• <Resalt> is the interval between generating new salt values for the hashing algorithm.
  • <Algorithm>, <Iterations> and <Salt> are parameters to the hash algorithm, described in RFC 5155.

NSEC

Should, instead, NSEC be used as the authenticated denial of existence scheme, the <Denial> element will contain the single element <NSEC/> - there are no other parameters.

Key Information

Parameters relating to keys can be found in the <Keys> section.

...
		<Keys>

Common Parameters
The section starts with a common parameter, TTL:

...
			<TTL>PT3600S</TTL>

<TTL> is the time-to-live value for the DNSKEY resource records.

Keys

Each key has a number of elements so the signer knows how the keyset should be used and published.

Those are held in the <Key> section:

...
			<Key>
				<Flags>257</Flags>
				<Algorithm>5</Algorithm>
				<Locator>DFE7265B783F418685380AA784C2F31D</Locator>
				<Publish/>
				<KSK/>
				<ZSK/>
			</Key>
  • <Flags> tells the signer what value it should set on this key when publishing the corresponding DNSKEY resource record.
  • <Algorithm> determines the algorithm used for the key (the numbers reserved for each algorithm can be found in the appropriate  IANA registry).
  • <Locator> stores the CKA_ID of the key, e.g. the location of the physical key.
  • <KSK/> - if present, use key as KSK. If the DNSKEY RRset requires a new signature, use this key to sign the DNSKEY RRset.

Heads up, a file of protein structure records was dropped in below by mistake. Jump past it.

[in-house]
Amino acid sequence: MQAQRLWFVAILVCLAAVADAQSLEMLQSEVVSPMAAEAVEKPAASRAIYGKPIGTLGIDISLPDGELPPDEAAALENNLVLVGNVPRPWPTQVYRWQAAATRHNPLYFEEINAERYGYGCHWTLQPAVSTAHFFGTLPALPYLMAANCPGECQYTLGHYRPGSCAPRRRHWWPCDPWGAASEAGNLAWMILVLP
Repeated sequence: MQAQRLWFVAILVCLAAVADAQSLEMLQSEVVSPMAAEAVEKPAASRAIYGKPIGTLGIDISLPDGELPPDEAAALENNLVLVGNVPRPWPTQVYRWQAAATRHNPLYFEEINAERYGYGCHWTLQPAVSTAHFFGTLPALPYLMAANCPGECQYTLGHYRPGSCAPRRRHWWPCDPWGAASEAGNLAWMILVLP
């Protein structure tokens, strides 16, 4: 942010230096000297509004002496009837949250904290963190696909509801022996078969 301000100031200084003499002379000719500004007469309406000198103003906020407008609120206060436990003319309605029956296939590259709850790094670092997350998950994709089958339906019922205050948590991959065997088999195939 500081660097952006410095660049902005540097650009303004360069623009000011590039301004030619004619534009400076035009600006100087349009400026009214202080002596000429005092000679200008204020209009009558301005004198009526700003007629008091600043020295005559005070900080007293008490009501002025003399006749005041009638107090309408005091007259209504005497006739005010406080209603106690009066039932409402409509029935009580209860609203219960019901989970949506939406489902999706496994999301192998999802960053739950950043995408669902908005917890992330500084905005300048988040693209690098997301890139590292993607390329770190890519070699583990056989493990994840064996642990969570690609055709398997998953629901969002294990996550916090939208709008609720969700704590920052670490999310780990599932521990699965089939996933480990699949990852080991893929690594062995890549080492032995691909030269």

• <ZSK/> - if present, use key as ZSK. If another RRset (non-DNSKEY) require a new signature, use this key to sign that RRset.
  • <Publish/> - if present, publish the corresponding DNSKEY resource record in the zone. The Public Key RDATA should be retrieved from the HSM using the CKA_ID (<Locator>).

If both <KSK/> and <ZSK/> are used on the same <Key/>, it will be used to generate new signatures for both DNSKEY and non-DNSKEY RRsets, effectively making it a Combined Signing Key (CSK).

The keyset is closed with the tag:

...
		</Keys>
Source of Authority

When automating DNSSEC, the SOA record needs to be adjusted from time to time. The necessary parameters can be found in the <SOA> section:

...
		<SOA>
			<TTL>PT3600S</TTL>
			<Minimum>PT3600S</Minimum>
			<Serial>unixtime</Serial>
		</SOA>

These values will override values set for the SOA record in the input zone file.

The values are:

  • <TTL> - TTL of the SOA record.
  • <Minimum> - value for the SOA's MINIMUM RDATA element.
  • <Serial> - the format of the serial number in the signed zone. This is one of:
    • counter - use an increasing counter (but use the serial from the unsigned zone if possible)
    • datecounter - use increasing counter in YYYYMMDDxx format (xx is incremented within each day)
    • unixtime - the serial number is set to the "Unix time" (seconds since 00:00 on 1 January 1970 (UTC)) at which the signer is run.
    • keep - keep the serial from the unsigned zone (do not resign unless it has been incremented)

This is the last section of the signconf specification, so the next element is the zone closing tag:

...
	</Zone>

and the file is ended by closing the <SignerConfiguration> tag:

</SignerConfiguration>